Honduras, Haiti, Colombia, Mexico, Peru, Argentina, Costa Rica,
Bolivia… and counting.
The triggers might be
different but they all have more than our blood in common. Every
struggle in the region is connected. Decades of oppression, poverty,
inequality, femicide, discrimination, racism, draconian economic
measures imposed by US backed neo-liberal governments, who are still
selling our resources and displacing Indigenous peoples, and who have
no qualms about using the full strength of the army and police force
to repress our people and imprison, torture, disappear and kill
anyone who dares protest. Students, Indigenous Nations and Afro
descendent, , Workers, Women, LGBTQ people.
We can examine the
causes of the uprisings in each country, created by colonisers to
separate us, but in a way the triggers are just the tip of the
iceberg. It is much bigger than that. It goes back to the invasion
and genocide but we can just focus on recent years.
We need to be clear
that Ecuador is not just out in the streets because of the rise of
fuel prices, Chile is not on strike just because of the hike on
public transport fares, Mexico is not just destroying itself because
of a few bad narcos, Haiti has grown fed up with extreme poverty,
Honduras is not just about the fact that the US approved president’s
brother is involved in a drug dealing scandal.
Our continent never
truly decolonised mentally and in practice. The Indigenous Nations
and Afro descendants never benefited from the processes of
independence despite shedding our blood in the wars, which were led
by criollos (white children of Spanish born in Latin America), the
Natives were cannon fodder and abandoned when it was tie to re
distribute the lands and profits. Even now, communities and whole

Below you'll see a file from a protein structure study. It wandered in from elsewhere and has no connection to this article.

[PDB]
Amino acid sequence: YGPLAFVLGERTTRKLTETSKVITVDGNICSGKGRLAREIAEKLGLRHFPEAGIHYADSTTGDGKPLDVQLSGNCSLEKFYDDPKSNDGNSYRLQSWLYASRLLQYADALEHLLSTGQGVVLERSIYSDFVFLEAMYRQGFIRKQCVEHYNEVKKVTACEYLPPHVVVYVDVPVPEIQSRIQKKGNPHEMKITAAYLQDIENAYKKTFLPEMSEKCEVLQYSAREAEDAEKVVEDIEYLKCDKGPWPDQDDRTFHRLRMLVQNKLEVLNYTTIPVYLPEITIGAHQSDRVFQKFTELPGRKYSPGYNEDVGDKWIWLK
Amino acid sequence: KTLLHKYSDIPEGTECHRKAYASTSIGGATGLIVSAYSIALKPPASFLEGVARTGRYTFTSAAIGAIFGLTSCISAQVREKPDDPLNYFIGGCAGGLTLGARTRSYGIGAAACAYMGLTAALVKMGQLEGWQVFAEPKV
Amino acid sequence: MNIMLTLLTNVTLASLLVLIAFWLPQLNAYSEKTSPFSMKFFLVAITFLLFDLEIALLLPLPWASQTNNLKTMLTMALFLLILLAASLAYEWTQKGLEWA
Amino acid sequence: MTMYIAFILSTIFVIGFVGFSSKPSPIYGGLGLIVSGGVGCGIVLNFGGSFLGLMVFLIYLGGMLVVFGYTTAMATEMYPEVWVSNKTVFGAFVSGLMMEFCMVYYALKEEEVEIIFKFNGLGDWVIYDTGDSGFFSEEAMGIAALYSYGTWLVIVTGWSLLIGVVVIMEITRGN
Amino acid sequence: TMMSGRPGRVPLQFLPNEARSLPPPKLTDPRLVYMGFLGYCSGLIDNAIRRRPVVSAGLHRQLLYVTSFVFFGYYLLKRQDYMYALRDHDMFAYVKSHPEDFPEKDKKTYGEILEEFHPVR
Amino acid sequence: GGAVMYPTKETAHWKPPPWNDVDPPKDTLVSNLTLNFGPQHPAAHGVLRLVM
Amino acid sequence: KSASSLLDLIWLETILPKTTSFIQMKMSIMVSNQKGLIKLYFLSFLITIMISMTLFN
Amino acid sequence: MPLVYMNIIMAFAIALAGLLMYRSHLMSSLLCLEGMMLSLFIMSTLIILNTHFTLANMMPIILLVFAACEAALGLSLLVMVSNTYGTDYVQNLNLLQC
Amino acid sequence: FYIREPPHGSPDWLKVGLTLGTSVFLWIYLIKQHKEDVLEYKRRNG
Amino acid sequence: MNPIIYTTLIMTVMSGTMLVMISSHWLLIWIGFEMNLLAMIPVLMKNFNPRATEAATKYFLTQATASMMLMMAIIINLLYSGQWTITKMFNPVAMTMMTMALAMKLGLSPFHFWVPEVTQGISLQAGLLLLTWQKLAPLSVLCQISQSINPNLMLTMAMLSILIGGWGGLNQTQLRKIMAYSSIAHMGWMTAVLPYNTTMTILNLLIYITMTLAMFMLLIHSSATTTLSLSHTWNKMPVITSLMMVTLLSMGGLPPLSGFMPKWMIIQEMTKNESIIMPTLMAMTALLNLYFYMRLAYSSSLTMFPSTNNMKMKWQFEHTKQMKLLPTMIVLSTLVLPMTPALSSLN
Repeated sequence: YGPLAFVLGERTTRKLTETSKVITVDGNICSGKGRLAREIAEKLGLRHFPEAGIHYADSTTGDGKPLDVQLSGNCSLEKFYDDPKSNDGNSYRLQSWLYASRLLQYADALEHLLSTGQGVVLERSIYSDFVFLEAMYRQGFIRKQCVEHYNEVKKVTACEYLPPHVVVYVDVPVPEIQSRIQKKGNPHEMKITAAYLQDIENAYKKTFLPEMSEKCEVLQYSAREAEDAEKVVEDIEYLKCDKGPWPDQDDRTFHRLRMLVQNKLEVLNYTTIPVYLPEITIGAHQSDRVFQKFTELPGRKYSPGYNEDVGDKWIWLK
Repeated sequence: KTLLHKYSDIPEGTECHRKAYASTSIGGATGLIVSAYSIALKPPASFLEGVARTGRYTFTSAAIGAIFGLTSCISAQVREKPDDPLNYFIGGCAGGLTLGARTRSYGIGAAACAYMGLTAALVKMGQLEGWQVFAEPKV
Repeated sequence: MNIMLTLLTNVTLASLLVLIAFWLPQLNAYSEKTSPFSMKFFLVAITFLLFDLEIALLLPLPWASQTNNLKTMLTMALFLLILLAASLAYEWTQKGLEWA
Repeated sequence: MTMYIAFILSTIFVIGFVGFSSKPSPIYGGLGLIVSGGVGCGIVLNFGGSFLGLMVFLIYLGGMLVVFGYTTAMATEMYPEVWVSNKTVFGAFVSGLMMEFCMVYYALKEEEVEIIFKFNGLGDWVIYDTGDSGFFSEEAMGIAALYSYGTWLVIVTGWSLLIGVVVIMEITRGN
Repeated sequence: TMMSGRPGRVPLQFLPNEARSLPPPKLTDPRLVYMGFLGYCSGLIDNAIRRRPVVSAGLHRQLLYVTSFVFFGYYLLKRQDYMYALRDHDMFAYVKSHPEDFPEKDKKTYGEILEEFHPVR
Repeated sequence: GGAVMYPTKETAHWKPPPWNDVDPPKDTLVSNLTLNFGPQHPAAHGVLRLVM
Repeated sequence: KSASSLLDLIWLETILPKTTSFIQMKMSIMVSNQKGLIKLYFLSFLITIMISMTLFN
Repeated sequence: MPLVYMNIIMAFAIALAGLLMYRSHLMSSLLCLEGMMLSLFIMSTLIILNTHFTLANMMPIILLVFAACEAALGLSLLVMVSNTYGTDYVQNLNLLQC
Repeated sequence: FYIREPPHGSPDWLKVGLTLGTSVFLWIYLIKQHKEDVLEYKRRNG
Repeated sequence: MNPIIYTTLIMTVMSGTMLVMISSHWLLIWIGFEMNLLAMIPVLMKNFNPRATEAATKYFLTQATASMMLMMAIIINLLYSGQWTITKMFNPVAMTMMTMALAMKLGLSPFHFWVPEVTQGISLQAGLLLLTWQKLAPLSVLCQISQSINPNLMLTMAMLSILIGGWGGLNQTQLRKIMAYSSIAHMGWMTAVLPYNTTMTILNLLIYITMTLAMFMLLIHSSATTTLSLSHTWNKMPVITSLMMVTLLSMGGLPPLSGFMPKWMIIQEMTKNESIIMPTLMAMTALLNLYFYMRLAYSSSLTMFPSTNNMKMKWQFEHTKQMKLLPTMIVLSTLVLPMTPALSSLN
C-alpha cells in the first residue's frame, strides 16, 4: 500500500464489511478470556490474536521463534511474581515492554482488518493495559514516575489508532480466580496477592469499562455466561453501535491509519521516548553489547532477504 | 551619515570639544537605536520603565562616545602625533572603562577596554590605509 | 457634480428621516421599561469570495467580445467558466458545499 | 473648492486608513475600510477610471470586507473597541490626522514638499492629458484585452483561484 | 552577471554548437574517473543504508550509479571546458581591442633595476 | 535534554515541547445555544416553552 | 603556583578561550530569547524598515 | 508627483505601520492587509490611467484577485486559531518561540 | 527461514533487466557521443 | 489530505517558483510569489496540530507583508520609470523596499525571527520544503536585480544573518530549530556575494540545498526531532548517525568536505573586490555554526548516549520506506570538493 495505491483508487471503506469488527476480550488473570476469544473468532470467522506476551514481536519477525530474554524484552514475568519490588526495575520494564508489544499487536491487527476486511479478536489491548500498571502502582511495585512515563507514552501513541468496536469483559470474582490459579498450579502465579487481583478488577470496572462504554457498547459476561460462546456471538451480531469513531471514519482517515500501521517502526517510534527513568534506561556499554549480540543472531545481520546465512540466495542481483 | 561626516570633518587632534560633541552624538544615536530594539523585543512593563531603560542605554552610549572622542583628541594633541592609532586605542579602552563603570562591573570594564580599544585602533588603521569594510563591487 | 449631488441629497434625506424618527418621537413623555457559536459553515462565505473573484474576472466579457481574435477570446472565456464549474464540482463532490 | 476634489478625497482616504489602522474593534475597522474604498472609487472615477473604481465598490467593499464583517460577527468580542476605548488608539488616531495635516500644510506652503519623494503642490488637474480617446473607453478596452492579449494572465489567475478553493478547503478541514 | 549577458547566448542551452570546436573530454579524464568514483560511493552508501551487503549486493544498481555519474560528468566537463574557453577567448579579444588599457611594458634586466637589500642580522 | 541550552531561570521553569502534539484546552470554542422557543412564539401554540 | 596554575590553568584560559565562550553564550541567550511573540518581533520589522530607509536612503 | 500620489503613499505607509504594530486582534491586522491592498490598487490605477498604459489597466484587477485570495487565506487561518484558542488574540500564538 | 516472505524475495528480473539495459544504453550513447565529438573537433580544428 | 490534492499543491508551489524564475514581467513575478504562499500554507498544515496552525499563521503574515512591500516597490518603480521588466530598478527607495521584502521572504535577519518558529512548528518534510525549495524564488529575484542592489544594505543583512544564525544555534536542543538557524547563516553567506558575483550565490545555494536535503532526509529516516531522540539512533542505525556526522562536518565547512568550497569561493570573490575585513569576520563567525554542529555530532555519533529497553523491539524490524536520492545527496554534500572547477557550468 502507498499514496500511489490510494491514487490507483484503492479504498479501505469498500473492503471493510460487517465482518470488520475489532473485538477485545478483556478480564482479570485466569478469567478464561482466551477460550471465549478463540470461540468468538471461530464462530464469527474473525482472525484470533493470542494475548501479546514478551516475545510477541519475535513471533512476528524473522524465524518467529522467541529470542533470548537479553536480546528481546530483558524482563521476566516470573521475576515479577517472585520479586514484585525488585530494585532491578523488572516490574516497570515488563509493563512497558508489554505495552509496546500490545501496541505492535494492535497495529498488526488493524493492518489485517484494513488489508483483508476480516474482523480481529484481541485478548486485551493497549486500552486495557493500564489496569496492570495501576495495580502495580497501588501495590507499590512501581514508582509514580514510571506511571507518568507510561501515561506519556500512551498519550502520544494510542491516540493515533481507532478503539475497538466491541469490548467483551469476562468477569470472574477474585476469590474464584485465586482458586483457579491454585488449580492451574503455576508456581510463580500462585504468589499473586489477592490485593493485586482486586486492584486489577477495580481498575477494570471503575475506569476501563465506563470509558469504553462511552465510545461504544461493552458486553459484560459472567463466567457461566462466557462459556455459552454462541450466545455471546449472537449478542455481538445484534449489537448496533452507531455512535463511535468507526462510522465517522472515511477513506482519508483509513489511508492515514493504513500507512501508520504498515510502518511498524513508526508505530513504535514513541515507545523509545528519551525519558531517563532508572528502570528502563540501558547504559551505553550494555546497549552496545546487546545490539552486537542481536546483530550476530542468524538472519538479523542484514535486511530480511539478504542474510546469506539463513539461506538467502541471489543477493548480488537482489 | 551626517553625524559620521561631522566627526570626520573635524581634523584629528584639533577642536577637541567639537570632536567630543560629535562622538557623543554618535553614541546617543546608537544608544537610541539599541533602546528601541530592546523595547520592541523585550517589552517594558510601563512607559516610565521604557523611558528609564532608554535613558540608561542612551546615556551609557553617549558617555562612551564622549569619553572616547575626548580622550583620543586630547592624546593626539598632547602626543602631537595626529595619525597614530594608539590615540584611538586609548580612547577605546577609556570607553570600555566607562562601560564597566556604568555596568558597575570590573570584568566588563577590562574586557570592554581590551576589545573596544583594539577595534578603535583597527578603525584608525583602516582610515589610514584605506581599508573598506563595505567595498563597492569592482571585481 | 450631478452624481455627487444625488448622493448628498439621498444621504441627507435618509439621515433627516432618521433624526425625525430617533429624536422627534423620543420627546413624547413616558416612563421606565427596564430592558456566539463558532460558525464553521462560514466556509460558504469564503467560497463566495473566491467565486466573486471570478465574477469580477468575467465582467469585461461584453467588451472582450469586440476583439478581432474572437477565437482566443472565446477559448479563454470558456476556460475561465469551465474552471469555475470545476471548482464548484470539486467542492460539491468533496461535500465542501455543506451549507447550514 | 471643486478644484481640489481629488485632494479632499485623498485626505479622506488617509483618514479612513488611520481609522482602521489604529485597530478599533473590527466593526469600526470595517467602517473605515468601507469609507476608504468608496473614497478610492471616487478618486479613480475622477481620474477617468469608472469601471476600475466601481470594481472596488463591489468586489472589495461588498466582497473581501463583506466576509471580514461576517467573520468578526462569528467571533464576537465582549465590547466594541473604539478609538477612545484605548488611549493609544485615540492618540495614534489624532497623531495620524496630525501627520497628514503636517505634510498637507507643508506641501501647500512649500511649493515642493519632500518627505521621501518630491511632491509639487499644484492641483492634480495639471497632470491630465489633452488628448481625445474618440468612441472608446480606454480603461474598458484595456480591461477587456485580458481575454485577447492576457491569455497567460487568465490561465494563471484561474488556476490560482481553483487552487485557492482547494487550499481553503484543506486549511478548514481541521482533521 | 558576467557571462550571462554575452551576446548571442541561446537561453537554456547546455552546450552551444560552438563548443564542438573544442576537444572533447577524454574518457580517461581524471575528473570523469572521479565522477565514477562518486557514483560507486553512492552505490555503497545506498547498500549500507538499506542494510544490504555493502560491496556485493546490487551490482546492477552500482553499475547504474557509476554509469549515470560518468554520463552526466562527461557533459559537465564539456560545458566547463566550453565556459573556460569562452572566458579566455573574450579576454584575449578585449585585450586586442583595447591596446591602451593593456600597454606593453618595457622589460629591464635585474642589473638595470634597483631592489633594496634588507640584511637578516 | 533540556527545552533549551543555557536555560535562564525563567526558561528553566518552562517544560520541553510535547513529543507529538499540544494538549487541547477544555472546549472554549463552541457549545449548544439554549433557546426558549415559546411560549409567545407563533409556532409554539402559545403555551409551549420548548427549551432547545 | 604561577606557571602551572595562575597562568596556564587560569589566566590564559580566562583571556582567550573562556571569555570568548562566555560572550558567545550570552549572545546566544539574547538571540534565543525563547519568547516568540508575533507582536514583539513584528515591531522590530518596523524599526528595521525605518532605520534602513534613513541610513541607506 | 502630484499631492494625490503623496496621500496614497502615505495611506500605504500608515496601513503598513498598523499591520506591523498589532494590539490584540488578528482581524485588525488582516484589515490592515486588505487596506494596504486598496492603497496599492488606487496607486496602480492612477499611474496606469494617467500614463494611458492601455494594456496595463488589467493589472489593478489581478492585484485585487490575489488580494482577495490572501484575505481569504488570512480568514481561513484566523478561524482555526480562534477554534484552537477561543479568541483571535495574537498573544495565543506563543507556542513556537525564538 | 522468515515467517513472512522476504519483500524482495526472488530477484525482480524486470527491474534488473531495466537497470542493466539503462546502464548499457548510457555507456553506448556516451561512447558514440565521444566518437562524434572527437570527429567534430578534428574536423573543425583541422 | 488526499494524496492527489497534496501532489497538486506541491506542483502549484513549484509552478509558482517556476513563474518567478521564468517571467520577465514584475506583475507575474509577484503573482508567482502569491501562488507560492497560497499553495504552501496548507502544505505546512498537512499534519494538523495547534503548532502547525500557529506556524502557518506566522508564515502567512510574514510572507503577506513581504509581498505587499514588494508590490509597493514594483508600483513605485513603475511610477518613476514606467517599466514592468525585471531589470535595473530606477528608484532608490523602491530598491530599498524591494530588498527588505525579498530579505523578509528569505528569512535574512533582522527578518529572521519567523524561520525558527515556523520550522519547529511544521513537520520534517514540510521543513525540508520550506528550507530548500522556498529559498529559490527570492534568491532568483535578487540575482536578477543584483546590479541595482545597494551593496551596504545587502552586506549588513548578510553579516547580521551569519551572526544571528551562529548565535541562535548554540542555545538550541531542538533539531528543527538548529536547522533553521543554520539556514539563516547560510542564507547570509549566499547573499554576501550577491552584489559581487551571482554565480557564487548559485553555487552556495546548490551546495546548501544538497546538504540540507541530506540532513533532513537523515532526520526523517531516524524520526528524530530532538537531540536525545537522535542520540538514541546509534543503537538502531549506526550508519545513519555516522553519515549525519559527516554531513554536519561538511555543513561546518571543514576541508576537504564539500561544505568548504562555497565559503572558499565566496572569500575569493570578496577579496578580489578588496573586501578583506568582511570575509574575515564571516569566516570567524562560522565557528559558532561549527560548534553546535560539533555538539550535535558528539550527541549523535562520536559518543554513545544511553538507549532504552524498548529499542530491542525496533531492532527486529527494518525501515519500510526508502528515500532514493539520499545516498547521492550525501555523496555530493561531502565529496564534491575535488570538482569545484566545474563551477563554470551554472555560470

towns are being forcibly displaced and even decimated, to make way
for Canadian, US, and British mining and fracking companies, whose
revenue does not stay in Latin America. And the caste system imposed
by the conquistadores never disappeared. White people still rule,
Mestizos work for them, Indigenous people are in poverty and suffer
great levels of racism, Afro descendants are 4th class
citizens, their histories forgotten, even in the classrooms.
The other big issue is
how they rule us and educate us. Corruption is ingrained in every
sphere. The ruling class is openly there to serve themselves. Fraud
in electoral processes has always been the norm and we are resigned
somehow. If any government makes real progress for the working class,
they are murdered, like Chile’s Allende, or charges are made up to
imprison and establish a far right government, Like Lula in Brazil
who is locked up with false charges of corruption which led to
Bolsonaro’s victory. Venezuela, Bolivia, and, of course Cuba, have
emancipated their countries and gone to a mediatic war with the US
and suffer blockades and even attempts of coup d'etat.
That is briefly the
context where we move now. The eruption of protests in all the
continent are not shocking or out of the blue. And the protests are